docker build -t zsec/example /tmp/Example/
...or there is also:
docker build -t zsec/example $(pwd)
This will run a docker image located at
/tmp/Example/Dockerfile, notice only the path is referenced and not the actual file as docker looks for the file automatically in the directory provided.
Anyway once we've got an image built, this should go through the motions of all the things similar to a normal install script however the beauty of docker is if something breaks mid process it will cache this in an image. Basically meaning you can go and fix the dockerfile then when you rebuild it'll start from the line before shit broke!
Right so assuming you've followed along so far you will hopefully have:
- Installed Docker and have it running as a service.
- Written, copied or edited a Dockerfile.
- Built said Dockerfile...Hopefully?
Next is the actual fun part of this whole process, running your newly built container/image. So to achieve this, you can run the following command:
docker run -ti -v /tmp/test:/tmp/test zsec/example
What this will do is run the created image
zsec/example, it'll also mount the location /tmp/test on your host system within the docker container, meaning you can read and write files inside and outside of your container. Pair this in a Virtual Machine with VM shared folders and you can create,modify & delete files all the way from your host OS to the container and back again! Amazing right?
Anyways that command will run our image and launch an interactive shell to let us play. Now if you've downloaded DockerAttack, there are a few images in there for various purposes however open to additions if you want to contribute.
Other than building custom images there is other witchcraft you can do with docker, such as pulling full OSes down to play with and run how you like. So for example, if we wanted an Ubuntu image to do something we could run:
docker pull ubuntu
This will download the latest Ubuntu image from the repositories and drop it into your local repo of images. You can then hop into a shell with the command:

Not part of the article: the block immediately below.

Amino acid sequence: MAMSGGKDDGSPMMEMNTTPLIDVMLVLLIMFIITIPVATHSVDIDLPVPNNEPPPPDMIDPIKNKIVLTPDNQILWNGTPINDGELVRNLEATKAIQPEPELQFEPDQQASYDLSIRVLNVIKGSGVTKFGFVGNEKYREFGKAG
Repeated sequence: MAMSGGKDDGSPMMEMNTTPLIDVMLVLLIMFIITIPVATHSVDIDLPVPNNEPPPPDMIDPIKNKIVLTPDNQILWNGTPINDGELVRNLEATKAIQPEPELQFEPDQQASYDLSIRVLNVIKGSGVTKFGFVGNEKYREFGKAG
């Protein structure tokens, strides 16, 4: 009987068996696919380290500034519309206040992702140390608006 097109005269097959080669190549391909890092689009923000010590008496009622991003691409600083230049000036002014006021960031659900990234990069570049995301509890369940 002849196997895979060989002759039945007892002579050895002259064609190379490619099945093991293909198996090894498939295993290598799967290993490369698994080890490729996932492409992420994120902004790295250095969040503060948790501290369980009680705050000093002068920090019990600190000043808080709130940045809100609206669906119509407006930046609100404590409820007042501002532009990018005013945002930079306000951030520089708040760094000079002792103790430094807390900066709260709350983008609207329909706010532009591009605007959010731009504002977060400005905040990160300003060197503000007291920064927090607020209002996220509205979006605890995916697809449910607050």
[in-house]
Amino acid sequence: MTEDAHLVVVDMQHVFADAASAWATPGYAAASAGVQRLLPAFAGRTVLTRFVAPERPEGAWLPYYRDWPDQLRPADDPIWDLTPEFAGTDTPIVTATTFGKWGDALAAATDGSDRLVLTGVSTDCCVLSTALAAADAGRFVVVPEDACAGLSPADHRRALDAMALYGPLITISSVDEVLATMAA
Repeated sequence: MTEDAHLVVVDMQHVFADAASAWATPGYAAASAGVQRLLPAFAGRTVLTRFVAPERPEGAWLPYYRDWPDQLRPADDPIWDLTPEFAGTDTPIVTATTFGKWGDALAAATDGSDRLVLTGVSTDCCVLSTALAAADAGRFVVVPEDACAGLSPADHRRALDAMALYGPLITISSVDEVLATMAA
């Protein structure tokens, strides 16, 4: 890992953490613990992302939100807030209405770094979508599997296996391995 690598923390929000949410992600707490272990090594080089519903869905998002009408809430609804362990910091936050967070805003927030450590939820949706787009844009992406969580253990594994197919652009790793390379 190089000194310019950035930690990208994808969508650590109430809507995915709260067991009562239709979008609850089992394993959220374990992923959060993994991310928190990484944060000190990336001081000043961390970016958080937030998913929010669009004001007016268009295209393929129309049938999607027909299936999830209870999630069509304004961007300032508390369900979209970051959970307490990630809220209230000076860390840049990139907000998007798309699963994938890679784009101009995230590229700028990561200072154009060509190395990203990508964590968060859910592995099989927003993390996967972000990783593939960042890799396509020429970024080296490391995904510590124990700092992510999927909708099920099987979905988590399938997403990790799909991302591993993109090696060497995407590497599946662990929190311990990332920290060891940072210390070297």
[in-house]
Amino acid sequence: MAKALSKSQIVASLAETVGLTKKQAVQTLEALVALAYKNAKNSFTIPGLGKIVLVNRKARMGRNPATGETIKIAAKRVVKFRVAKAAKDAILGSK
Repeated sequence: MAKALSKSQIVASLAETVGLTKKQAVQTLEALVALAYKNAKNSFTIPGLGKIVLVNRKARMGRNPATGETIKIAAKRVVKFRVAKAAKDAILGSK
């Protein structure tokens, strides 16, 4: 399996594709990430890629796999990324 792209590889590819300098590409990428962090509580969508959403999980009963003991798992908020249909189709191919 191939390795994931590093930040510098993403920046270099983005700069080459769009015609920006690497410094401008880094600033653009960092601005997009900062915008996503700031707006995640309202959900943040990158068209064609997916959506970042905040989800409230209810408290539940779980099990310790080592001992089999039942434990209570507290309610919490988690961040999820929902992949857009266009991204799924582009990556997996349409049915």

docker run -i -t ubuntu /bin/bash
This will leverage the newly pulled image and land you in a root bash shell on the newly created ubuntu image, now using the knowledge gained earlier you could mount a folder inside this image to interact with your host OS!
To exit the container, just type “exit” on the terminal shell. This will drop you back to the host operating system. Note that when you exit, the container will also be stopped. You can verify by performing another “docker ps -l“ command.
You can view what images you've built with the
docker images, here's an example of me running this command:
[email protected]:/home/zsec/lol/# docker images REPOSITORY TAG IMAGE ID CREATED dockerattack/attackdeploy latest dec395ec65a2 2 weeks ago <none> <none> 0ba396c020be 2 weeks ago <none> <none> caf19f8dd5e0 2 weeks ago ruby latest bae0455cb2b9 6 weeks ago kalilinux/kali-linux-docker latest b8fe82f15421 7 weeks ago
As you can see from the list above some of the images have no name or tag, this is because they are cached builds of previous images that may have failed at one stage or another...
On top of pulling images, there are all sorts of other fun that can be had; you can search the online docker store for a specific image and pull it using
docker search <search term>. This will allow you to search for specific images mentioning your search term, something like docker search kali will bring back all images that mention kali:
[email protected]:/usr/share/tools/Sn1per# docker search kali NAME DESCRIPTION kalilinux/kali-linux-docker Kali Linux Rolling Distribution Base Image linuxkonsult/kali-metasploit Kali base image with metasploit jgamblin/kalibrowser Kali in a Browser 26 jasonchaffee/kali-linux Kali Linux Docker Container with the kali-... 11 --SNIP--
Within the output, it will show you how many stars the build has, if it's an officially supported image & if it is automated in its deployment. Which can all be very useful for other various tasks.
Anyway hopefully this post has been somewhat useful to you, and you're maybe a little more enlightenend about how docker works and what you can do with it. Happy hunting, hacking and playing!